The arena went dark, and then it began. “Raise Your Glass”, one of P!nk’s newer singles, blasted through the room as the artist made her way onto the stage (hooked up to a bungee cord and doing acrobatic tricks, of course). Between the sparks flying from all different directions and the dancers doing more tricks than I had seen in my life, I had absolutely no idea which way to look. It was almost hard to look at the main attraction with everything else there was to see.

That being said, the feeling was so exhilarating and just incredible to watch. The fact that this woman can actually take the stage (or the air above the stage as she did in at least four of her songs), do tricks that most of us can only stare in wonder at, and still stay on pitch and sing with incredible vigor is a feat most aspiring performers dream about. Not to mention the fact that the singer would stop between songs and have very real conversations with the audience.

P!nk had a way of making her audience feel special, even though the tour has done over 100 shows in the past year. She stopped to sign autographs, take presents (one was a Christmas stocking made out of her old album covers), talk to little girls, and once she even autographed a woman’s arm for a future tattoo.

There’s something very real about a performer who isn’t a size zero and can still be beautiful. She doesn’t have to have long hair and wear dresses to be admired. I realized in that concert that P!nk’s music is so powerful because she has a way of being a complete rebel without changing who she is. She encourages girls to be smart, cautious, and different than the crowd, but she’s still cool enough for those girls to listen to when they become teenagers and, later, adults. That really says something about her music.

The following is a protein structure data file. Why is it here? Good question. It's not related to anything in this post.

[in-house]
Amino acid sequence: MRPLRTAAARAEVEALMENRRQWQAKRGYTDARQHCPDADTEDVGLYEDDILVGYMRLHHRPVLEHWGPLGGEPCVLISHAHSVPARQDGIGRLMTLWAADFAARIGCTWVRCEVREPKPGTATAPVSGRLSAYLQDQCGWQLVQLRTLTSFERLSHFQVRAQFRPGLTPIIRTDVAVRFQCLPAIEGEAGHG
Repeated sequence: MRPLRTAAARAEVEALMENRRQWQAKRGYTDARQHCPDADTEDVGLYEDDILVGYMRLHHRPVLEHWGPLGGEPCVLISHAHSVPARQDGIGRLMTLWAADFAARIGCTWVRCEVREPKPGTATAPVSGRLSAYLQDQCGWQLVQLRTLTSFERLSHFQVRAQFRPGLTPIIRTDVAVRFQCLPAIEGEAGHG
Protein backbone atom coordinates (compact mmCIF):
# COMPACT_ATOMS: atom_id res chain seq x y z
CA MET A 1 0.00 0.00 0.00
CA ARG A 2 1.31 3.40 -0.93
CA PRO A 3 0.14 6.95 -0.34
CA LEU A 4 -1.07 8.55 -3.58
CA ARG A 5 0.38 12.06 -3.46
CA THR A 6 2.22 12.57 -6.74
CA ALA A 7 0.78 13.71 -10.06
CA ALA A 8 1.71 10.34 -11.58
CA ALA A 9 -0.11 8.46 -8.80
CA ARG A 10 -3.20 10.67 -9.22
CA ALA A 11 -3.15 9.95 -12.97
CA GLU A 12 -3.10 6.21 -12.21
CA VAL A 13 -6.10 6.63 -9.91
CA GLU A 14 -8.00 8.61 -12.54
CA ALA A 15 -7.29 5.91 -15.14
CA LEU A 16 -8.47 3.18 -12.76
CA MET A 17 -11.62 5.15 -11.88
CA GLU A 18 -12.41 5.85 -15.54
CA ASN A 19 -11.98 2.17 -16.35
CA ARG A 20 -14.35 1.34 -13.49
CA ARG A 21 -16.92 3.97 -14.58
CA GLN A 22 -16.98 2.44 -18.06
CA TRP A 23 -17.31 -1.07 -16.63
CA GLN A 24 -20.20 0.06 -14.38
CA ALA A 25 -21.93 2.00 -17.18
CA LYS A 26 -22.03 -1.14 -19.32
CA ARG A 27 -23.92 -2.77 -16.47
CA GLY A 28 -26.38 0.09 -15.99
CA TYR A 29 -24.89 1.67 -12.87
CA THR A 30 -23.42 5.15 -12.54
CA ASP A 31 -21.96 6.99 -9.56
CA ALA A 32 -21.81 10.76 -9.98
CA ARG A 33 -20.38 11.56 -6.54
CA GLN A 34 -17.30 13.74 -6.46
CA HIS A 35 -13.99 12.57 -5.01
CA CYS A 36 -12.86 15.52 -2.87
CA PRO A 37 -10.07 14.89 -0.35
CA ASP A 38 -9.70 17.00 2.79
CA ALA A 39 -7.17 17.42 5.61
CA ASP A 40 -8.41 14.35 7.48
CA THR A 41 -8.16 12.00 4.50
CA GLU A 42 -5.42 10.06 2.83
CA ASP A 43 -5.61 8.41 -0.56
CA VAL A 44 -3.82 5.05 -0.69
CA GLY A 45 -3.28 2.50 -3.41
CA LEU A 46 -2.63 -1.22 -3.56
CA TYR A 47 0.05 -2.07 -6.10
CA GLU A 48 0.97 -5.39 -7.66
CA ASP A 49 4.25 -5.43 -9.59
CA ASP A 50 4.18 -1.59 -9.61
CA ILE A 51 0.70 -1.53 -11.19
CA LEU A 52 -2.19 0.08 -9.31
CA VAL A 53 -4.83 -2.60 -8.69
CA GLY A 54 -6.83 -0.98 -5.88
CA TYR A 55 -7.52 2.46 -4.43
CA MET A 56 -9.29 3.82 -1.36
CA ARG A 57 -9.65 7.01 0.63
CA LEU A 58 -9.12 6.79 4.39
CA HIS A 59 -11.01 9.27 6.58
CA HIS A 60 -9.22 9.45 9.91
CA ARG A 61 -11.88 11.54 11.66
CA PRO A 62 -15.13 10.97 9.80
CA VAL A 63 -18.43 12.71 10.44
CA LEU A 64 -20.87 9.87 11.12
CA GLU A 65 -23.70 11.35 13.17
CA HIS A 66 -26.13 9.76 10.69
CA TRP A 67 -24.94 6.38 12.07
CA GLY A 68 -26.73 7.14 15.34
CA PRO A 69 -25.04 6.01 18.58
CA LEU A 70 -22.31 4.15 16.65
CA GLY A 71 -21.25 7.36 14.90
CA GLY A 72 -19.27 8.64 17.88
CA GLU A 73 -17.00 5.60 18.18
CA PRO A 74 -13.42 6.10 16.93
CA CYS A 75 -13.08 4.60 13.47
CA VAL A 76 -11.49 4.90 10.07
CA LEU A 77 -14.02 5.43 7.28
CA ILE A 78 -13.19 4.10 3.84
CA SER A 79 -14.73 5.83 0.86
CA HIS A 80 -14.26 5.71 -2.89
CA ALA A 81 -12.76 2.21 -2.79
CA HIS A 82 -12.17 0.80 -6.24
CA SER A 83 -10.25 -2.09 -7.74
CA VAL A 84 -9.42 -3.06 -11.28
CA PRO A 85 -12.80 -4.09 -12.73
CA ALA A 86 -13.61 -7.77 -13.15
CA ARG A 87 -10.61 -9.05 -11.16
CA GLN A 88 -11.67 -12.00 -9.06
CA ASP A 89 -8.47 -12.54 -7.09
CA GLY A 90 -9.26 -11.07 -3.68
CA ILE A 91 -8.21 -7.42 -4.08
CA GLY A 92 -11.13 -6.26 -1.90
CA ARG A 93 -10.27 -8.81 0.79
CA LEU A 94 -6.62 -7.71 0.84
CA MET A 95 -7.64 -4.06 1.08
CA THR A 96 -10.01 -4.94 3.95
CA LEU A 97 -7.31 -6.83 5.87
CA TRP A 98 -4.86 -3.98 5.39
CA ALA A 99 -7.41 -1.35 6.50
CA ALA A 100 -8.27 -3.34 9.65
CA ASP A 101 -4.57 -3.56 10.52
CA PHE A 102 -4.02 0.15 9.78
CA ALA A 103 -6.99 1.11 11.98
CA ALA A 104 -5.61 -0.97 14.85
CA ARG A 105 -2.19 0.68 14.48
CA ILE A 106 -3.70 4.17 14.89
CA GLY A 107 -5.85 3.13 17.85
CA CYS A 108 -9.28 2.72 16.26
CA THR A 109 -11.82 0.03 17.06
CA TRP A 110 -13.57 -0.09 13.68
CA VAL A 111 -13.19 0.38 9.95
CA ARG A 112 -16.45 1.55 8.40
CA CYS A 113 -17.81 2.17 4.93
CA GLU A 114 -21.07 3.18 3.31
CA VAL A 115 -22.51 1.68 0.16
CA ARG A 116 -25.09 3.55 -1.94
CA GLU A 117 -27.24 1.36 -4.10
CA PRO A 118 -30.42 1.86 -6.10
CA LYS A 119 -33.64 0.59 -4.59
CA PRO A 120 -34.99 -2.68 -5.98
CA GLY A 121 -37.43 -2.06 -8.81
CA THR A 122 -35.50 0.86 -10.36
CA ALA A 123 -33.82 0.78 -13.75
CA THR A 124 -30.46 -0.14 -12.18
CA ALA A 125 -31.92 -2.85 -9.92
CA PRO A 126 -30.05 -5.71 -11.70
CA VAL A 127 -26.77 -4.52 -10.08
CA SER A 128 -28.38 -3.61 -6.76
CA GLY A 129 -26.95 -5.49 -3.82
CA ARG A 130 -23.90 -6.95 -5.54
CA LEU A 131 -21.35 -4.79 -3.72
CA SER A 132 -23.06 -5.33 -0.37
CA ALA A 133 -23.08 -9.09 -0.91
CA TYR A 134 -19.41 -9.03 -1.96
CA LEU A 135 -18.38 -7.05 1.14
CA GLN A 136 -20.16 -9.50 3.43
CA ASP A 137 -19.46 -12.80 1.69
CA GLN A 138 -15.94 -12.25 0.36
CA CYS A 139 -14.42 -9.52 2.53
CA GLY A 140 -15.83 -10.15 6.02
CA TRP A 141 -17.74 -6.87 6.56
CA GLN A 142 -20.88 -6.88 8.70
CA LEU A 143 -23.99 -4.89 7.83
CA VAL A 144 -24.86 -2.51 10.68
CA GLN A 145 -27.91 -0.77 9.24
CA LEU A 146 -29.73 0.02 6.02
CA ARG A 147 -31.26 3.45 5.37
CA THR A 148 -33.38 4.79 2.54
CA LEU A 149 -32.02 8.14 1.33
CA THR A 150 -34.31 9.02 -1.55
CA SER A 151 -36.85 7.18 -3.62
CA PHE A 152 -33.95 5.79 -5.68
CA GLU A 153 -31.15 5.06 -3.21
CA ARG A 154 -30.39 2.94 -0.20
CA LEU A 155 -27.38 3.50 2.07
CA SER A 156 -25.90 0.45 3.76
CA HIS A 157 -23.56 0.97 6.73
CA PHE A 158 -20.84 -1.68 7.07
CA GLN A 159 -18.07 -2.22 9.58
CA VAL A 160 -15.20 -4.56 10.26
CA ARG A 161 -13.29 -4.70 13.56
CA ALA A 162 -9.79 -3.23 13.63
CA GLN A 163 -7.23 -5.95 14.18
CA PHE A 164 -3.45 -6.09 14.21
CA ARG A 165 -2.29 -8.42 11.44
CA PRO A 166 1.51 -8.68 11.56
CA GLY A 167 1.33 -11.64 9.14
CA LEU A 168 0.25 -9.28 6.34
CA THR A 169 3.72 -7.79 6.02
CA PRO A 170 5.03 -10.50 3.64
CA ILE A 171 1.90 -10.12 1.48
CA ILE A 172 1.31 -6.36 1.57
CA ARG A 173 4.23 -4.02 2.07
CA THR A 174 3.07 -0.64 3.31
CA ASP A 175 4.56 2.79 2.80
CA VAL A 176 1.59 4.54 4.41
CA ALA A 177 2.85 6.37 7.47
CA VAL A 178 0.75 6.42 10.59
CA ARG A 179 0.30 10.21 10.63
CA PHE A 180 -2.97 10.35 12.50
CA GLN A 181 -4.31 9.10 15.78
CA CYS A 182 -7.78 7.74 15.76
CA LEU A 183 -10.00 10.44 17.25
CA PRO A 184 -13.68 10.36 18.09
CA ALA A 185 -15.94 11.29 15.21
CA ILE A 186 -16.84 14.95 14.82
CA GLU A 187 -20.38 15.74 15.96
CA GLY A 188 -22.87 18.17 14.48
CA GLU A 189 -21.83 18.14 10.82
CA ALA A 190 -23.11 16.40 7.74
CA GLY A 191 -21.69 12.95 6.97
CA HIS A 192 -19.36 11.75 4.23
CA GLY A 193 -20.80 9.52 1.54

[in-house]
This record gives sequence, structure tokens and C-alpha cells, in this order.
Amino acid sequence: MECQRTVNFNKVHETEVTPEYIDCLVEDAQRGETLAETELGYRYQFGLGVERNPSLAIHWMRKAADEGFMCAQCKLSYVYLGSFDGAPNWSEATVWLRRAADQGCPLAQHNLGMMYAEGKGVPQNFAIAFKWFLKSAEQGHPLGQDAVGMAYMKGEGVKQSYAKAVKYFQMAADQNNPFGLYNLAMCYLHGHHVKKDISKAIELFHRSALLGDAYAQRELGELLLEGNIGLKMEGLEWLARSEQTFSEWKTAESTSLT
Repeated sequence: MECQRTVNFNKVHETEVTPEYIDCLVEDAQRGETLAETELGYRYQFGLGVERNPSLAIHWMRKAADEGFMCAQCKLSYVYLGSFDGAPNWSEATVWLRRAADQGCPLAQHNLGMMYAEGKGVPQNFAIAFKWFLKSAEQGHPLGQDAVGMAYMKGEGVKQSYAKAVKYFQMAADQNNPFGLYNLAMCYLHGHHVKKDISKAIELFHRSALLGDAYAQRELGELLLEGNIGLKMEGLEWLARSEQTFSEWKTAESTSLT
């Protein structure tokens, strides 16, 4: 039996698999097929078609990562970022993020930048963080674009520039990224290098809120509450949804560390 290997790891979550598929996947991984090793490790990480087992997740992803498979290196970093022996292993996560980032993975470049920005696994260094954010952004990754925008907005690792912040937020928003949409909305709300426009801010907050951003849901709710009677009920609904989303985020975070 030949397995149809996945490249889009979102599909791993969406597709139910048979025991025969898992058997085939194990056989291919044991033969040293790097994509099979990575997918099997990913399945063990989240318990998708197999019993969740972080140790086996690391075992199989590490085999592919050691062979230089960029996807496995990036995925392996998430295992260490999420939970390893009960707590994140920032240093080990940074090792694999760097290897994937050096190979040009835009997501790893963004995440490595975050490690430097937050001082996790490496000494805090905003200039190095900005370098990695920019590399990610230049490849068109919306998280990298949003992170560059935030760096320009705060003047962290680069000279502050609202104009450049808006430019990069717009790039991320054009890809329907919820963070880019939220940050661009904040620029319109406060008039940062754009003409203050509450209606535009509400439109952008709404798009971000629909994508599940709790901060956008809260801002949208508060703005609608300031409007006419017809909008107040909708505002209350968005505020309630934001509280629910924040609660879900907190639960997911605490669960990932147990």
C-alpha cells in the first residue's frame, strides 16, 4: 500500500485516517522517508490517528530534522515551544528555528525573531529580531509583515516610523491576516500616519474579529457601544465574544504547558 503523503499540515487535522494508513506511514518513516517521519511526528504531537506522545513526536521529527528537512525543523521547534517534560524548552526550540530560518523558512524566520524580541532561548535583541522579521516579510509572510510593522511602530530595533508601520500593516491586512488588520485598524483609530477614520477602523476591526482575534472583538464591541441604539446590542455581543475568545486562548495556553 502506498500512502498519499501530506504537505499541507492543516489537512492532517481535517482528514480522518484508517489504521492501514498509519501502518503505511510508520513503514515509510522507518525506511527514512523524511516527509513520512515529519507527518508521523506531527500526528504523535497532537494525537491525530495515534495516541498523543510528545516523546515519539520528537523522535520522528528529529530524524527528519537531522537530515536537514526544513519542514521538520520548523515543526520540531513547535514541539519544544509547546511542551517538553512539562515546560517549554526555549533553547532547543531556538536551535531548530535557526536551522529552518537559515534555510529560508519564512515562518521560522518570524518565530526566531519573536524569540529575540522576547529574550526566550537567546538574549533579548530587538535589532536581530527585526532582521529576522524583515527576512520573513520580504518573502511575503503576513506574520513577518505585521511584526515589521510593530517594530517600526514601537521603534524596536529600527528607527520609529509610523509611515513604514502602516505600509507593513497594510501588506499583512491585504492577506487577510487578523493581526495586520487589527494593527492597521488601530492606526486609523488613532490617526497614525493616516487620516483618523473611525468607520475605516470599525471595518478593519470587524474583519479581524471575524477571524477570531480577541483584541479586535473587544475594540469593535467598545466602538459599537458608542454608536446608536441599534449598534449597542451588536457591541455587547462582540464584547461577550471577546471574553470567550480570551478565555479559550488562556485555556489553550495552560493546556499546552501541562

When the concert ended, I felt a hole inside. I really did. How could it be over? The 180 minutes in that room had gone by more quickly than any school day of mine ever has. That concert, and all of the excitement involved, made me remember why I want to go live in a big city and see the world. It was inspiring, interesting, extremely well-directed, and eye-opening. Very few touring artists can say that about their performances.

“She let down her guard a lot more than normal [with this album],” says senior Keith Hutchins, someone who knows more about P!nk than most official websites. “It’s always really impressive that she can do all of her acrobatic tricks and still maintain her voice.”

And, as the girl who debated with Hutchins the whole ride to a Highlander Chorale rehearsal about whether the concert P!nk performed here in March was better than the concert in November, I have to agree wholeheartedly with his statement (We never did reach a conclusion on that argument, either).

“Her lyrics are real and she can speak to anyone,” Hutchins says. “She’s helped me through so many things. I thank her for that and I wish I could tell her.”

Seeing P!nk perform that night opened my eyes to the possibilities of what singers can really explain through their music. In one night, I went from a girl who sat quietly during concerts analyzing the setup and singers, to one of the crowd, standing up and singing along to what will probably remain the best performance I have ever had the pleasure of witnessing live. And I would like to thank P!nk for that.